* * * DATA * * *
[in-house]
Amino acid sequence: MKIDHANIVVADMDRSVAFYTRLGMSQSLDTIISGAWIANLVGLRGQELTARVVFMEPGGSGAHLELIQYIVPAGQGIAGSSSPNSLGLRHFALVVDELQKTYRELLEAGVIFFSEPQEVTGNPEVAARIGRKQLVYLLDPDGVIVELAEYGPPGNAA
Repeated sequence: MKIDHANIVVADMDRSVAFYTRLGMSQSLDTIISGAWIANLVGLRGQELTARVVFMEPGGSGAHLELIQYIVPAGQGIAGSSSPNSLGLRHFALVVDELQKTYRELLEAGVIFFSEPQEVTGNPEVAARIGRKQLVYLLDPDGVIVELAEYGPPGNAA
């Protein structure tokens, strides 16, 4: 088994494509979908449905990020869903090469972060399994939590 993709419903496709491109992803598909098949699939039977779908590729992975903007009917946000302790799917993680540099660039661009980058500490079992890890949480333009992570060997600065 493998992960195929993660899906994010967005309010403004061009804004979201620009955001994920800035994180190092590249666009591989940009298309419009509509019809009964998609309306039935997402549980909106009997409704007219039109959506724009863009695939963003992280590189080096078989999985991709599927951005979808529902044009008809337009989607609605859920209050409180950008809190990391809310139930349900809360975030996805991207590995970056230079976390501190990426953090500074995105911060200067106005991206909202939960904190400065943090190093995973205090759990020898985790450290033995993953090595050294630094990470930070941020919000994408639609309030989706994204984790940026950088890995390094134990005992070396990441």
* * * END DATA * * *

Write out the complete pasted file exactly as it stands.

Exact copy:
[in-house]
Amino acid sequence: MKIDHANIVVADMDRSVAFYTRLGMSQSLDTIISGAWIANLVGLRGQELTARVVFMEPGGSGAHLELIQYIVPAGQGIAGSSSPNSLGLRHFALVVDELQKTYRELLEAGVIFFSEPQEVTGNPEVAARIGRKQLVYLLDPDGVIVELAEYGPPGNAA
Repeated sequence: MKIDHANIVVADMDRSVAFYTRLGMSQSLDTIISGAWIANLVGLRGQELTARVVFMEPGGSGAHLELIQYIVPAGQGIAGSSSPNSLGLRHFALVVDELQKTYRELLEAGVIFFSEPQEVTGNPEVAARIGRKQLVYLLDPDGVIVELAEYGPPGNAA
């Protein structure tokens, strides 16, 4: 088994494509979908449905990020869903090469972060399994939590 993709419903496709491109992803598909098949699939039977779908590729992975903007009917946000302790799917993680540099660039661009980058500490079992890890949480333009992570060997600065 493998992960195929993660899906994010967005309010403004061009804004979201620009955001994920800035994180190092590249666009591989940009298309419009509509019809009964998609309306039935997402549980909106009997409704007219039109959506724009863009695939963003992280590189080096078989999985991709599927951005979808529902044009008809337009989607609605859920209050409180950008809190990391809310139930349900809360975030996805991207590995970056230079976390501190990426953090500074995105911060200067106005991206909202939960904190400065943090190093995973205090759990020898985790450290033995993953090595050294630094990470930070941020919000994408639609309030989706994204984790940026950088890995390094134990005992070396990441």